Jonah then claims that he “fears” Yahweh, though his actions have spoken differently, and while he seems to remain mixed in his response, the pagan sailors show more fear and reverence for Yahweh than he does.
They try to find a way to get away from the wind that Yahweh has hurled at them, but it proves impossible. And finally it seems that Jonah must face the music.
I wonder what Jonah thought would happen when he was thrown into the sea. In one sense it seems to be an act of surrender. Jonah is giving up on running. He is giving himself to Yahweh.
On the other hand, I wonder if he expected to drown. It’s unclear. But if he did expect to die, I wonder if he again imagined that in death he still may escape the calling of Yahweh.
But we soon see that it is not so simple. Because even when he hits the water, Yahweh is still not done chasing Jonah. The wind ceases, and the fish, appointed by Yahweh, swallows Jonah up alive. Jonah cannot flee from Yahweh even through death. Even in the sea, Yahweh chases him, and now, through the fish, God brings Jonah back, back to serve his calling.
What we see in this passage is that our God is a god who chases his people. Our God is a god who relentlessly pursues his people, even when they try to flee from him.
In his book The Four, Peter Leithart shows that this pattern is not unique to the book of Jonah.
Commenting on the Gospel of Matthew, Leithart writes the following – and please hang in there with me, because it is a longer quote – Leithart writes:
“Matthew is […] showing us that the story of Israel is the story of her rejection of Yahweh. Each time God comes, Israel turns from Him. God comes to Israel in Moses, and is rejected. God comes to Israel through priests and kings and prophets, yet Israel refuses to listen to her Lord. God comes to Israel through Moses and Joshua, through Solomon, through Elisha and Jeremiah, and yet Israel rejects the servants of Yahweh. Now, in Jesus Yahweh comes in flesh. Yahweh comes in person, as the Son. And Israel still rejects him.
“That’s not very good news. But that’s not the end of Matthew’s story. The God of Israel doesn’t stop coming. After His servants have been rejected again and again, after He has been rejected time without number, He still keeps coming, and will not give up coming. […]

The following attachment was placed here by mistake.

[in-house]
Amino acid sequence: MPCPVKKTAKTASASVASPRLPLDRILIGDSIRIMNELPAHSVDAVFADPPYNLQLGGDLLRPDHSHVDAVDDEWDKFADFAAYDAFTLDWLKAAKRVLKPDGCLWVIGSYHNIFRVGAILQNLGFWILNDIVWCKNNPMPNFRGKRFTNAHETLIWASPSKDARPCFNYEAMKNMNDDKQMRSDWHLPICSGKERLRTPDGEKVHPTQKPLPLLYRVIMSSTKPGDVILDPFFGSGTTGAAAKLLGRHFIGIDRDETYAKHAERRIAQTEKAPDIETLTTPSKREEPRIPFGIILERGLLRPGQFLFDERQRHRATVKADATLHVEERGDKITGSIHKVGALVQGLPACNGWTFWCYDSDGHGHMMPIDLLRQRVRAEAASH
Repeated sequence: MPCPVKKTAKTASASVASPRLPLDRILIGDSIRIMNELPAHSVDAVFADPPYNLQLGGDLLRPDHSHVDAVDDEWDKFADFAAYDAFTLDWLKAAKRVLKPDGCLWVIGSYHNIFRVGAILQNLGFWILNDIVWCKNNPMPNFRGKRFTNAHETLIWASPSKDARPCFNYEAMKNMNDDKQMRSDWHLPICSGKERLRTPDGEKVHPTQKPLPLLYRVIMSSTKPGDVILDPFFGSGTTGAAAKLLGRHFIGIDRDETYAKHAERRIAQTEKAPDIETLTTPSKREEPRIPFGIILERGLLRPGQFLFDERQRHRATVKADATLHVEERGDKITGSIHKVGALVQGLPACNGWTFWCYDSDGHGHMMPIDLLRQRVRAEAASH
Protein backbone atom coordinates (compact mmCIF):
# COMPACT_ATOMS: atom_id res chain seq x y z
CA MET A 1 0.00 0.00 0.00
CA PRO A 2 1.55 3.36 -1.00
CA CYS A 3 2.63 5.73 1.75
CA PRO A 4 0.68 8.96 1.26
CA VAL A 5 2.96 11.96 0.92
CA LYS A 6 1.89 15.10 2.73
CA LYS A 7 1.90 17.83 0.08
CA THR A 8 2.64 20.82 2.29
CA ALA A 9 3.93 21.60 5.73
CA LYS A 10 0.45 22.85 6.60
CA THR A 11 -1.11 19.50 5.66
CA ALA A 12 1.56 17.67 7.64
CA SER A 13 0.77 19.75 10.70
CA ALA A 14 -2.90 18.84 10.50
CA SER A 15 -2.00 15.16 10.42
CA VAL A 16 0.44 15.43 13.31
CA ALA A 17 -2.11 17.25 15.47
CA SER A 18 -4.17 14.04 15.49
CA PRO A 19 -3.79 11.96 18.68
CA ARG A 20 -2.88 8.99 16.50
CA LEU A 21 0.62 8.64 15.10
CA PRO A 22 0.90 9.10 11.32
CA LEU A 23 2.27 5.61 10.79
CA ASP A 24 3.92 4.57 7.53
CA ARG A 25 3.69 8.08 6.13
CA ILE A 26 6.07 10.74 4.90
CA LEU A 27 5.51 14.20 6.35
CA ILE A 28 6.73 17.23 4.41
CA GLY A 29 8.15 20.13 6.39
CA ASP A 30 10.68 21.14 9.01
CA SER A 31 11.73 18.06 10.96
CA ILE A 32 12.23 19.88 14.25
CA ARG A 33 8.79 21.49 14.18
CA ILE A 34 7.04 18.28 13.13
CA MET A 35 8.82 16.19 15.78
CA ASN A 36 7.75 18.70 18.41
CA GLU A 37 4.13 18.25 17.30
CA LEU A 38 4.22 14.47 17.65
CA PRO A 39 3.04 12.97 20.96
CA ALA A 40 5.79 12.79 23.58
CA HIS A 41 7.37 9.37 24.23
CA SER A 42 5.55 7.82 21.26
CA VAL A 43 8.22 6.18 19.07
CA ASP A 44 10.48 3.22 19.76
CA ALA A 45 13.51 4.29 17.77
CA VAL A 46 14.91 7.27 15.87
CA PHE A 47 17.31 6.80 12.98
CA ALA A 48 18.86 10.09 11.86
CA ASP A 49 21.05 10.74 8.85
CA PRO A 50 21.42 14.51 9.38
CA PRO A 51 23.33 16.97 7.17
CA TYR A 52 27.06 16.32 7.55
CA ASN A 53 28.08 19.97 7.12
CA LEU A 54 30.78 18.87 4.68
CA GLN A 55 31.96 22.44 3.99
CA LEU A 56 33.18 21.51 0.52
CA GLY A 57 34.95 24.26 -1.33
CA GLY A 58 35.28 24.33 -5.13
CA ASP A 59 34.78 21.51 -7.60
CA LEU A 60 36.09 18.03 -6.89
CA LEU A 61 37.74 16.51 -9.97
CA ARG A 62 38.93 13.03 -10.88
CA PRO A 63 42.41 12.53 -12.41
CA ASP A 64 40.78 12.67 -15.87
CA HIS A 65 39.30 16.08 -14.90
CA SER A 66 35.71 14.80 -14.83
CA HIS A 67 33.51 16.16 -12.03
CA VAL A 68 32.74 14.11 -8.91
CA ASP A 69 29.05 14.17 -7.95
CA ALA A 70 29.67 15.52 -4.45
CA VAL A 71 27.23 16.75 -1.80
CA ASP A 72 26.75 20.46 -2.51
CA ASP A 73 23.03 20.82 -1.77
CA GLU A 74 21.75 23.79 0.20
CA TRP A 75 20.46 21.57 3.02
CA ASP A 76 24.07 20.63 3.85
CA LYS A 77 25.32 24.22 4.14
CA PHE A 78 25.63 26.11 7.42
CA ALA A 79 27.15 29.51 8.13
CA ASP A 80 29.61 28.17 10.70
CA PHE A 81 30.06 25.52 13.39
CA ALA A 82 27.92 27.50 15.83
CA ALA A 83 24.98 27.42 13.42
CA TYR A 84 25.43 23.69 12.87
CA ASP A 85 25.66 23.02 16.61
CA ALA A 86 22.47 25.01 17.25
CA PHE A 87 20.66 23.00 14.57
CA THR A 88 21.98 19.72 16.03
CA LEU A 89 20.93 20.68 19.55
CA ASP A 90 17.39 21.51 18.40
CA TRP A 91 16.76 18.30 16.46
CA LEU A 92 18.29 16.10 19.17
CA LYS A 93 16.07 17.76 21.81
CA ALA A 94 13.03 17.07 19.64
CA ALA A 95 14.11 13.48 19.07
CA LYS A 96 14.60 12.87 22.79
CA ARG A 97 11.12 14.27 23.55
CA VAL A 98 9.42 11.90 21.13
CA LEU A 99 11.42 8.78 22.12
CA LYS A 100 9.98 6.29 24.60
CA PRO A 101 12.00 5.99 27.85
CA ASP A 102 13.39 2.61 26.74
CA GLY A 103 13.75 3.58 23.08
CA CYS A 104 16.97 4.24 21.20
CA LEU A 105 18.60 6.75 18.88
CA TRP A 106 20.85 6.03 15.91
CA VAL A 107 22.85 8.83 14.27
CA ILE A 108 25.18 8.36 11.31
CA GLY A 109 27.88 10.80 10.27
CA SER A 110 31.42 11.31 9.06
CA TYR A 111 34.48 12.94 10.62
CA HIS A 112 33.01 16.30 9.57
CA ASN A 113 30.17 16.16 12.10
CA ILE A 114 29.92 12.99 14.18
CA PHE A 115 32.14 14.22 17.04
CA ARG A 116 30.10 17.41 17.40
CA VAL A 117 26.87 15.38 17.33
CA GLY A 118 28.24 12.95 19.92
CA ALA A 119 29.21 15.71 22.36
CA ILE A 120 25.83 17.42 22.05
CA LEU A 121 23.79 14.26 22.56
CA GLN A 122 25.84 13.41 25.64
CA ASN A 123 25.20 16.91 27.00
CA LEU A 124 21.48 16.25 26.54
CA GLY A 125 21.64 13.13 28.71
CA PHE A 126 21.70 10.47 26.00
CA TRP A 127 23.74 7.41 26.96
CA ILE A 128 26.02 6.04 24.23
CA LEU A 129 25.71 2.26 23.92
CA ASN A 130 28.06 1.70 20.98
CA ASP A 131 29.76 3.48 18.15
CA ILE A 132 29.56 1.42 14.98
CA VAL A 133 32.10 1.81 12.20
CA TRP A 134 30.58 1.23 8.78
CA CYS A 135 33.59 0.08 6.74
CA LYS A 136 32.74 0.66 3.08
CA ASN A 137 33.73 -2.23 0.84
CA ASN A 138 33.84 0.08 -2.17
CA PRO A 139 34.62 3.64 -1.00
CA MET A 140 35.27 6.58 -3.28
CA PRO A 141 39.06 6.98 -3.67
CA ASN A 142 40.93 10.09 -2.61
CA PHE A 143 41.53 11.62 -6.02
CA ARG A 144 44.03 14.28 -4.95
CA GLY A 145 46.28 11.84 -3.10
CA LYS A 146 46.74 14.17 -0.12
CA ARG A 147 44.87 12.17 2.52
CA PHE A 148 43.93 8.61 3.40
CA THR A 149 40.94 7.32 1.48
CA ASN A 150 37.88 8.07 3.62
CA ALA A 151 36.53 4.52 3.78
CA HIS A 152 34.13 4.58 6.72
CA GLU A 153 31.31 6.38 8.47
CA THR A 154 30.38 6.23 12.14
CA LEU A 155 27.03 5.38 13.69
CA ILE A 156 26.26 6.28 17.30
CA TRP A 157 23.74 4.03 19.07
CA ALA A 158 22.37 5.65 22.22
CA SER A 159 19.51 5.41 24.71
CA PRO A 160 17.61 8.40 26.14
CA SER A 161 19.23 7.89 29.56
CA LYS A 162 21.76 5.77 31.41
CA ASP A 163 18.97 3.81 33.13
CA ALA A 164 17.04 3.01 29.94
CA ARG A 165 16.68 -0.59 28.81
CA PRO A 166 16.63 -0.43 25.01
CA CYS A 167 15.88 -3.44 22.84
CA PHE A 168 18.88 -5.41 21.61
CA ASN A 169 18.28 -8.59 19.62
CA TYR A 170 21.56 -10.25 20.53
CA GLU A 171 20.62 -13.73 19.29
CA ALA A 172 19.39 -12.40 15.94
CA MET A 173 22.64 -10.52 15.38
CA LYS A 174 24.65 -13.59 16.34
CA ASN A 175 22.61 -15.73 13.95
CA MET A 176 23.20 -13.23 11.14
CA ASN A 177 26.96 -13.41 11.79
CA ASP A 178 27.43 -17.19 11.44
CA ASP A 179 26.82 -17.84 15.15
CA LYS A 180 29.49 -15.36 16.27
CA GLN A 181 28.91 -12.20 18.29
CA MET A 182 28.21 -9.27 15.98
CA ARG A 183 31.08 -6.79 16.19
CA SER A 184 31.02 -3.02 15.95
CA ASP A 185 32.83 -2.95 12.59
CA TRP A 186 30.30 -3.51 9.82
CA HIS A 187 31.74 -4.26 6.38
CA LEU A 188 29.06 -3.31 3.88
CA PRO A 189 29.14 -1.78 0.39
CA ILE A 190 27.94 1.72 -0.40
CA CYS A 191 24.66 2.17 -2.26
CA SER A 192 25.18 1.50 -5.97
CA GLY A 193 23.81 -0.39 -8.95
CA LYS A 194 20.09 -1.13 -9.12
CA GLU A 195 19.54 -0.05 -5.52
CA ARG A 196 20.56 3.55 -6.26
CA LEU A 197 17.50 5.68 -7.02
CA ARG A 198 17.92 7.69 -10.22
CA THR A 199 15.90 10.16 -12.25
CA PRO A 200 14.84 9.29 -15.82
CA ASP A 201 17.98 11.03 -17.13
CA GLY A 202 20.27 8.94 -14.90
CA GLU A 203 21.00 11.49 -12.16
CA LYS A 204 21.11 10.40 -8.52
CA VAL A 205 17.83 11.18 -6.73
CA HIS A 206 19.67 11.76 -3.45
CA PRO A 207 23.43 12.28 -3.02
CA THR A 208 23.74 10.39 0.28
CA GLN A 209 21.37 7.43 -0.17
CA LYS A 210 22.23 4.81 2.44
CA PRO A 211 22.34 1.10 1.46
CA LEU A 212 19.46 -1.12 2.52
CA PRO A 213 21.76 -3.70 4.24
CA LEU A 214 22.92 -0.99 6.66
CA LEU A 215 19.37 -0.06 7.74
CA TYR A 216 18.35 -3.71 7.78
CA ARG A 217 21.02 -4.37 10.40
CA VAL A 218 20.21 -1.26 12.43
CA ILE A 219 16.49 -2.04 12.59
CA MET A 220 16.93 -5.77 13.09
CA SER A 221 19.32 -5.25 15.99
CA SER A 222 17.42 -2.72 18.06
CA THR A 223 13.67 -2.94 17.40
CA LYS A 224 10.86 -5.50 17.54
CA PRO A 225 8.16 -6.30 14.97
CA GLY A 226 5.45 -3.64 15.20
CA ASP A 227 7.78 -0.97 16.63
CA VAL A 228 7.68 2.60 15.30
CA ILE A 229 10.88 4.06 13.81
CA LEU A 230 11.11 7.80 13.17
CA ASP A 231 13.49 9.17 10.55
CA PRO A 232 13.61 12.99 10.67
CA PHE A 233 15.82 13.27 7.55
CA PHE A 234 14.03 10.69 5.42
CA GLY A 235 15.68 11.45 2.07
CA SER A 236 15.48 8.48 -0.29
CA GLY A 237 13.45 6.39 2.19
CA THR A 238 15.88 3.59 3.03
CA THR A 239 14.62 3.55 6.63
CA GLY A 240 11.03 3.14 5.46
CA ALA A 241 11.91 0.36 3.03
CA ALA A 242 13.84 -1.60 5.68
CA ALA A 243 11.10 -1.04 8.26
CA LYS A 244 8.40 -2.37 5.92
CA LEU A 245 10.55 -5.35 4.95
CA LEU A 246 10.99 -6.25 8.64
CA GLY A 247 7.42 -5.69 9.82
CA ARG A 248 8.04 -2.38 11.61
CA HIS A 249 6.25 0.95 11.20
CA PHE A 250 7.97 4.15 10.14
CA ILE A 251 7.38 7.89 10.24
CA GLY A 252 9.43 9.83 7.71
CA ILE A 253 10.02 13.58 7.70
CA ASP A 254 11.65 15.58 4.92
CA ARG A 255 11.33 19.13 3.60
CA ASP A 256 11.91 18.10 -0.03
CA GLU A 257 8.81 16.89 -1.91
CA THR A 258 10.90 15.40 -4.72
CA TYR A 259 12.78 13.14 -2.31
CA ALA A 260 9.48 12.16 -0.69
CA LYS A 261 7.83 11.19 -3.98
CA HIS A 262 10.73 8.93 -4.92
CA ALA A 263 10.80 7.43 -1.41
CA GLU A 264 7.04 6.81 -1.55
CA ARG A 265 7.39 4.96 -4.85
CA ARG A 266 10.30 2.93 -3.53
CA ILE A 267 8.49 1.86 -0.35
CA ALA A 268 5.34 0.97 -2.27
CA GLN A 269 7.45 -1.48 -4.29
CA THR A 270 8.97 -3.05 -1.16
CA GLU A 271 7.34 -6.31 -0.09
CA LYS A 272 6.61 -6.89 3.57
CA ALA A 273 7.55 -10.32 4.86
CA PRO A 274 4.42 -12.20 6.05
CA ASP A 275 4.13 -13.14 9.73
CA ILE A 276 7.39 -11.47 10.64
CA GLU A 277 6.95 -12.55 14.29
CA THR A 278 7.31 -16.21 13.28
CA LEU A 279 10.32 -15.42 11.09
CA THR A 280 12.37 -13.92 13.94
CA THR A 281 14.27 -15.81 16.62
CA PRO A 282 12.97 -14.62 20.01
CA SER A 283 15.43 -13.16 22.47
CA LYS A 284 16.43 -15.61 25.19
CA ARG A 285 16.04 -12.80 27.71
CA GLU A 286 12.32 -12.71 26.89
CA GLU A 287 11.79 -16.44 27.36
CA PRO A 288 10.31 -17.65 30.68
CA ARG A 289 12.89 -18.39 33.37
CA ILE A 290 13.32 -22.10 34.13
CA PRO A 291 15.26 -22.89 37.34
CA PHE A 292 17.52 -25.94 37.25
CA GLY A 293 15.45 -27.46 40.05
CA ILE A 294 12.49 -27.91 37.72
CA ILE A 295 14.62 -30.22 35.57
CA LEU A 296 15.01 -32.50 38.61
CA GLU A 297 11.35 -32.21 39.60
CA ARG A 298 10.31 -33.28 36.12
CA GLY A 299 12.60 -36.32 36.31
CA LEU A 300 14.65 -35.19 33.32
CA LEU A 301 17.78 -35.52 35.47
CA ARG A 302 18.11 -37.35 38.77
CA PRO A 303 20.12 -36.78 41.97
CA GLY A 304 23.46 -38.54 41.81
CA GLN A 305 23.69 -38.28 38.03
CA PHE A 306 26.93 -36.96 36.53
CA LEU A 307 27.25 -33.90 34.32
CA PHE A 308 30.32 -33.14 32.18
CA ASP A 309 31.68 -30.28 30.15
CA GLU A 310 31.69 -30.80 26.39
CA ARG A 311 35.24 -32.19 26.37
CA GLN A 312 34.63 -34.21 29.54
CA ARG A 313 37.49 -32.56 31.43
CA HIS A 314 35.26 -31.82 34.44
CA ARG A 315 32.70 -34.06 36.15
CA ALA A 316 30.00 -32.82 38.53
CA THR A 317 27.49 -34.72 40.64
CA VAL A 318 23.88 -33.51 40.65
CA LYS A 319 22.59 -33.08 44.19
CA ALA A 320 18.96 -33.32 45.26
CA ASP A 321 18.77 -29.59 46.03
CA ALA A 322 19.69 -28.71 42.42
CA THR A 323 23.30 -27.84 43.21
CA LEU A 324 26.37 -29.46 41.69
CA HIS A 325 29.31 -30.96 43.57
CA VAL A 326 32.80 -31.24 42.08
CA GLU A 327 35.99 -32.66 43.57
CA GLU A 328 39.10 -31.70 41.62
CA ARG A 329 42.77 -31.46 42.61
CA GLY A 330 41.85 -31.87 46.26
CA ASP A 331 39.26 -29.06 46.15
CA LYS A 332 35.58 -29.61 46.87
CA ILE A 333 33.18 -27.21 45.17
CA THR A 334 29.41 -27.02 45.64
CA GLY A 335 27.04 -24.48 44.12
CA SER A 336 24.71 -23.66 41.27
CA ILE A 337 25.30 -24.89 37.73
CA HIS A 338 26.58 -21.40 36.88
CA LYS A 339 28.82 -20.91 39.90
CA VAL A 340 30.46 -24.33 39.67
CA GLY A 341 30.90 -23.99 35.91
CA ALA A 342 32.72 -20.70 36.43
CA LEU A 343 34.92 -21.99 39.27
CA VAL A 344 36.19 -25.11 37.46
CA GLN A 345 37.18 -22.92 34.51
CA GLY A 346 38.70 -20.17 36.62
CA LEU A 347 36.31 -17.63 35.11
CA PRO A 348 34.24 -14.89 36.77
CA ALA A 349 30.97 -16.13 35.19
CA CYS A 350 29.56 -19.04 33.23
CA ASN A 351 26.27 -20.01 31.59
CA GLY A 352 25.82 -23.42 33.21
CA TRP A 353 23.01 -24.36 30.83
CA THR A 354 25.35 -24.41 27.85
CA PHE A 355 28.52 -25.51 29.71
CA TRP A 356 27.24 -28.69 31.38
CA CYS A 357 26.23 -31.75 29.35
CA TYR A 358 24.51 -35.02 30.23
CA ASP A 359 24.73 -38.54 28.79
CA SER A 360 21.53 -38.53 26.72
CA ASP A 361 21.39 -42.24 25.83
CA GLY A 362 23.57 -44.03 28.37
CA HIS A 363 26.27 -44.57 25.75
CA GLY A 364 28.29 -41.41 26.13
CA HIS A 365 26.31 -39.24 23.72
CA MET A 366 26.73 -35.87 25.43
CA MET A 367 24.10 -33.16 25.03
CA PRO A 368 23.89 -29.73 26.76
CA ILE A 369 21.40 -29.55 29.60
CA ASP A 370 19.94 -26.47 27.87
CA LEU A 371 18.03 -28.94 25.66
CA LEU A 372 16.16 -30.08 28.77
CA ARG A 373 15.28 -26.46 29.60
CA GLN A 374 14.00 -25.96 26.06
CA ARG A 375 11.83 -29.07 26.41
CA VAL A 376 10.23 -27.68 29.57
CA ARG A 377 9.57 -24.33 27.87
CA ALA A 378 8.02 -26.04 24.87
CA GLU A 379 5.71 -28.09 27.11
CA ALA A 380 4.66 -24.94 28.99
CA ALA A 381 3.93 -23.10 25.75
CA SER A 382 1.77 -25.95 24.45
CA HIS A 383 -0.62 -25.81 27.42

“That is the message of the final act of this romantic comedy. Yahweh comes in the flesh […] and He is rejected again. He is rejected more thoroughly than ever. Persecuting prophets is bad; killing God Himself is worse. But the resurrection shows that Israel’s God will not let Israel have the final word. He will not let Israel’s rejection stand. He keeps coming back, even after Israel thinks they have killed Him. Israel does her worst: Yahweh comes as man, and Israel kills Him. If this were not a gospel, it would be a horror story, because this God cannot be stopped, cannot be buried. He comes back, and back again, even from the grave.
“This is great good news, the unsettling gospel of God. Matthew’s gospel reveals that God is Love, and Matthew’s gospel shows us what kind of love God is: He is relentless, faithful, persistent Love.” (Leithart, The Four, 130-131, emphasis added)
Leithart is drawing all of this from the Gospel of Matthew, and the life, death, and resurrection of Christ – but we get the same picture of God in the book of Jonah. We see a God who chases. We see a God who relentlessly pursues. We see a God who shows faithful, persistent love.
One of the parallels that Leithart draws is bizarre, and it feels a little awkward to say, but I think it is worth dwelling on. The relentless pursuit of Yahweh towards his people would feel a bit like a horror story, if it weren’t a gospel.
And really, think of any story – especially any movie or TV show – with an arch-villain.
I remember seeing the Teenage Mutant Ninja Turtles movies that came out in the early 90s. In the first one, Shredder, the arch-villain is dropped into a garbage compactor and crushed. And he appears to be defeated. But then they made a sequel. And at the beginning of the sequel the camera pans over the city dump, and we see Shredder’s hand emerge from the garbage and make a shaking fist. He is back, and he is coming for the Ninja Turtles.
You see it in other series as well. Think of “The Master” for those of you who like Dr. Who, or Moriarty, for those who like “Sherlock.”
Or think of the variety of stereotypical movie scenes. A protagonist is pursued by a villain. Suddenly help comes, a second protagonist shoots, or stabs, or strikes the villain. And the villain collapses, presumably dead. And the protagonists feel safe. And they embrace. And they are so happy. And then, as we watch them hug, we see, slightly out of focus, behind them, the villain getting up again. And he continues to pursue them. Or maybe the villain is thrown from a window, and everyone is relieved, until they look down, and where they expect to see a body, they just see a big dent below. The villain has fallen, but now he is back up and the pursuit continues. Or the building that the villain is in is blown up! And everyone rejoices. Until a silhouette appears, and the villain walks out of the fire and keeps coming after them.